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The path to gender diversity in technology

I was so pleased when Kat asked me to pen a blog post for Cambridge Women in Tech.  It’s a group that I joined almost exactly one year ago, delighted to see more opportunities to connect with women in tech in Cambridge.  I’d like to share with you all my own path to the realisation that women in tech is a Big Deal, and a topic I have grown to care about, research and give advocacy.

 

I’ve worked in technology my entire career.  More specifically than that, I’ve focused much of my career to Engineering Information Management software. So, not only working in tech, the markets my work serves are also firmly within STEM fields.  I started out as a Software Engineer and analyst, before becoming a Product Manager and now a Head of Department for AVEVA.

 

In all honesty, before I had kids about 7 years ago I didn’t give too much thought to women in technology.  Sure, I was one.  I quite liked being unique so it didn’t bother me that there weren’t many others.  Then I had my first baby.  Like many other new mums, I joined local groups to meet other people and start figuring out this parenting thing. 

 

I’ll cut a long story short here.  Having your first baby is all consuming, and so I went to the baby groups and did baby-related things and put my professional self on hold during my maternity leave.  But then with my second I’d learned to integrate my mum-self and work-self, and started to discover that the new friends I was making were amazing women.  Many of them scientists, engineers or technologists.  I was struck by the absurdity of the situation, singing songs in baby groups with women whom I shared a professional interest, yet had barely encountered for the duration of my career thus far.

 

 

I started reading more widely and learnt about the shortage of women entering tech careers – a mere 17% of technical roles are filled by women in the UK – and about the leaky pipeline, that we start with few, and an even smaller proportion progress to the more senior roles.

I learnt about unconscious bias, and the implicit assumptions that pull us towards the stereotype, adding extra impedance to progression.  I returned to work, and I don’t want to dwell on details but it was tough.  I started seeing events that I struggled with in a broader light.  These weren’t just my difficulties, they were common situations across many industries that negatively impacted those who had returned from a career break or had caring responsibilities.  I wanted to do something to change it.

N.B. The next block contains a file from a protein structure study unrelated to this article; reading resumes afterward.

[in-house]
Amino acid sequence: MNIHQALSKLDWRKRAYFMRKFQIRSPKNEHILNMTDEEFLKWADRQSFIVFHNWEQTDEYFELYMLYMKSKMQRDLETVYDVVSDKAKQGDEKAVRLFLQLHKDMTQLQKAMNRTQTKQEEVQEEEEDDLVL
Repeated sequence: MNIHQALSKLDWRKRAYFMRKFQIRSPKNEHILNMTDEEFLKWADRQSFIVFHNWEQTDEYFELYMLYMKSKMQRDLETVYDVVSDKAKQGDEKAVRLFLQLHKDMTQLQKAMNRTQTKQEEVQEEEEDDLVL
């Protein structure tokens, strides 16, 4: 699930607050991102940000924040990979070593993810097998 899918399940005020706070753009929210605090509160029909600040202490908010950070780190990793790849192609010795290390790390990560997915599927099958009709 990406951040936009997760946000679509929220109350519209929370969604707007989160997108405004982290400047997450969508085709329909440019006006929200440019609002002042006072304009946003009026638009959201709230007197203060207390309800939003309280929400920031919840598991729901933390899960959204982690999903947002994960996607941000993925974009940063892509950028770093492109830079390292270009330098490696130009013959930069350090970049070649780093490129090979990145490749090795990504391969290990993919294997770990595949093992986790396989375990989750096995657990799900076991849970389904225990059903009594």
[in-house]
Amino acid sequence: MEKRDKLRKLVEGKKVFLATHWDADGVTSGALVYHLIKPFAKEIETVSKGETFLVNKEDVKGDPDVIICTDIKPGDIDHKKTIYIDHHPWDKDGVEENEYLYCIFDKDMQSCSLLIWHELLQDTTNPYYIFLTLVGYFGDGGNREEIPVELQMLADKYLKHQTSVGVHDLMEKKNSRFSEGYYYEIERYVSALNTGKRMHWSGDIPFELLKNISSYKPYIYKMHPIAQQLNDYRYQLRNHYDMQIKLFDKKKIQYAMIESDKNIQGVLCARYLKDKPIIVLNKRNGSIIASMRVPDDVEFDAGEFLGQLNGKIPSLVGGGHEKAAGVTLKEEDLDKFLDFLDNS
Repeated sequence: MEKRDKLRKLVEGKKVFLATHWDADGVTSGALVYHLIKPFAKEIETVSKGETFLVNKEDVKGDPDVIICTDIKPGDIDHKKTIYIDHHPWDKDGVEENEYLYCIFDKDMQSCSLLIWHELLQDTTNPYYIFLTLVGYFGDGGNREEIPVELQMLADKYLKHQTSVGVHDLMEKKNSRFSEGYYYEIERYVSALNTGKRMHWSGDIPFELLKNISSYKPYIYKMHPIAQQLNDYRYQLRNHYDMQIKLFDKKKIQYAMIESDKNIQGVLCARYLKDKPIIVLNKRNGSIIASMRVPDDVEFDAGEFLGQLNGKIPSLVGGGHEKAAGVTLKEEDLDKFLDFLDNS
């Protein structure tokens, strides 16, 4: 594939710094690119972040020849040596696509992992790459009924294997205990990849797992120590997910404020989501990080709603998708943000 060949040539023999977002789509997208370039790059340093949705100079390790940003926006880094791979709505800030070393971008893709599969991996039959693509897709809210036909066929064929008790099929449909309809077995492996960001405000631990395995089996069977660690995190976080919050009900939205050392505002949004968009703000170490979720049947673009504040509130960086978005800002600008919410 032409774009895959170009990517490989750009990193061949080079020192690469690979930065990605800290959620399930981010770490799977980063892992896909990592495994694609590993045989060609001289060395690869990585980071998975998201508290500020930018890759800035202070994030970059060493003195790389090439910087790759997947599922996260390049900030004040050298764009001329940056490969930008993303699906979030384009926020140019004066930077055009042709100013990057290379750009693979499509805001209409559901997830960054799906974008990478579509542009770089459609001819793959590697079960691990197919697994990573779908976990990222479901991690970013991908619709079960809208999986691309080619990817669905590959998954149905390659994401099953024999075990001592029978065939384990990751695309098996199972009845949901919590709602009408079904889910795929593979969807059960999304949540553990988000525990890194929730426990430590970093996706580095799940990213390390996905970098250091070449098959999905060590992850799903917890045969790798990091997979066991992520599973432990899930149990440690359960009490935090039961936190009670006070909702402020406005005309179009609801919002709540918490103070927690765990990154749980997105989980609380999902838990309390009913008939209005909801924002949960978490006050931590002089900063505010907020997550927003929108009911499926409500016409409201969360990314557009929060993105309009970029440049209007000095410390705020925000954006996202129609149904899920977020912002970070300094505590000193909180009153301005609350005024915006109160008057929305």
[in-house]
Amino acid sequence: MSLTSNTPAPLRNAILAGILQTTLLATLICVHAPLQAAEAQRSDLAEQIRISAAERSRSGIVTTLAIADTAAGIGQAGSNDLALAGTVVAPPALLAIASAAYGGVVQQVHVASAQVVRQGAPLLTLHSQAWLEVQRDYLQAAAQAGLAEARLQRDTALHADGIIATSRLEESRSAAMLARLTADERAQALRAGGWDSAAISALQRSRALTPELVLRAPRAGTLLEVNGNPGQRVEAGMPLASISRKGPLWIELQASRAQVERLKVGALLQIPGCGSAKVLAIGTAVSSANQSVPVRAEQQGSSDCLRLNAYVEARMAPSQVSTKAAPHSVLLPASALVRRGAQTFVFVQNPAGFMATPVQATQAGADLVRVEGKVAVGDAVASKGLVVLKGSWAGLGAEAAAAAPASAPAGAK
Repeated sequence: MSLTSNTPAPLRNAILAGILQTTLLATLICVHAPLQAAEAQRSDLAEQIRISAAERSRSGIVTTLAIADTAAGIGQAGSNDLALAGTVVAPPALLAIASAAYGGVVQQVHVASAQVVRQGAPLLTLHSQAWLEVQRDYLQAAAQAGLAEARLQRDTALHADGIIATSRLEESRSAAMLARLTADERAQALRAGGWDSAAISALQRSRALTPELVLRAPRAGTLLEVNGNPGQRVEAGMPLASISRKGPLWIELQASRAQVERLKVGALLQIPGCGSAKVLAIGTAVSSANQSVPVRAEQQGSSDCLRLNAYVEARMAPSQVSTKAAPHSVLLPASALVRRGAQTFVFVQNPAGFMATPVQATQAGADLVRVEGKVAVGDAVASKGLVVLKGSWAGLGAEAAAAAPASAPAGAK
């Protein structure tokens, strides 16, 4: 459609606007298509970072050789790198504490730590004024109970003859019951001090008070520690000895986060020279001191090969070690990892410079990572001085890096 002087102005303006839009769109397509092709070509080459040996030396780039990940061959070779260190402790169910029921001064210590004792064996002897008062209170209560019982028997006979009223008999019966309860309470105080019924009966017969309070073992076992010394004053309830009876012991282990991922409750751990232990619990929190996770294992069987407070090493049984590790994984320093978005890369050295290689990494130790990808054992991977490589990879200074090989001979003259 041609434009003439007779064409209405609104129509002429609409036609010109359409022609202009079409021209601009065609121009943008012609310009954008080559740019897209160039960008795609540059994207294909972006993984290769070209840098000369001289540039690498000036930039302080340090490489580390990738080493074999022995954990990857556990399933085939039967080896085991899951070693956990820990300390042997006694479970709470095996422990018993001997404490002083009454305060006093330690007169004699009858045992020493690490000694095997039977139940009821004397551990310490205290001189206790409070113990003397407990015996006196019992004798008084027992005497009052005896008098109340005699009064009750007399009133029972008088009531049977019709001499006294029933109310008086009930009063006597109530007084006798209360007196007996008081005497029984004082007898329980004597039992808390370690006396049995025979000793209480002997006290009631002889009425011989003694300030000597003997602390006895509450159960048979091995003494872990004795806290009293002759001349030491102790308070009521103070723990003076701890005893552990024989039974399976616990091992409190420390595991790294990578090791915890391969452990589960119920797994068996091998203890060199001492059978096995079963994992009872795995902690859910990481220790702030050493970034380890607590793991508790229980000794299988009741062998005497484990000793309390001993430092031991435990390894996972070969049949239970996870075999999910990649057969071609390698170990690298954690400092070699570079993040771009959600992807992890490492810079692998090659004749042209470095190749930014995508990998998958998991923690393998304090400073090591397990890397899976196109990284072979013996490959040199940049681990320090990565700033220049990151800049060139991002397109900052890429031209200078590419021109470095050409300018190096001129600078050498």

My opportunity came soon after.  In my organisation we have annual events where staff can put questions to the exec team.  With growing media attention to the topic of women in tech, I was eager to ask about our strategy in this area.  But come the meeting, I found myself in a room of colleagues asking important-sounding questions, and I realised that while there were some women in the room, they were the exec assistants or marketing, and all the technical team there were men.  I was the only one to whom this mattered.  And I chickened out.

 

 

 

But I immediately regretted it, and returned to my desk and very carefully, and probably painstakingly slowly, wrote an email to our then CTO, Dave Wheeldon, to ask my question.  To my amazement, I received a very quick reply – in the form of a one-hour meeting invite to discuss it with him personally.  AVEVA is big enough that, although friendly and open, discussion with CTO was far beyond my experience.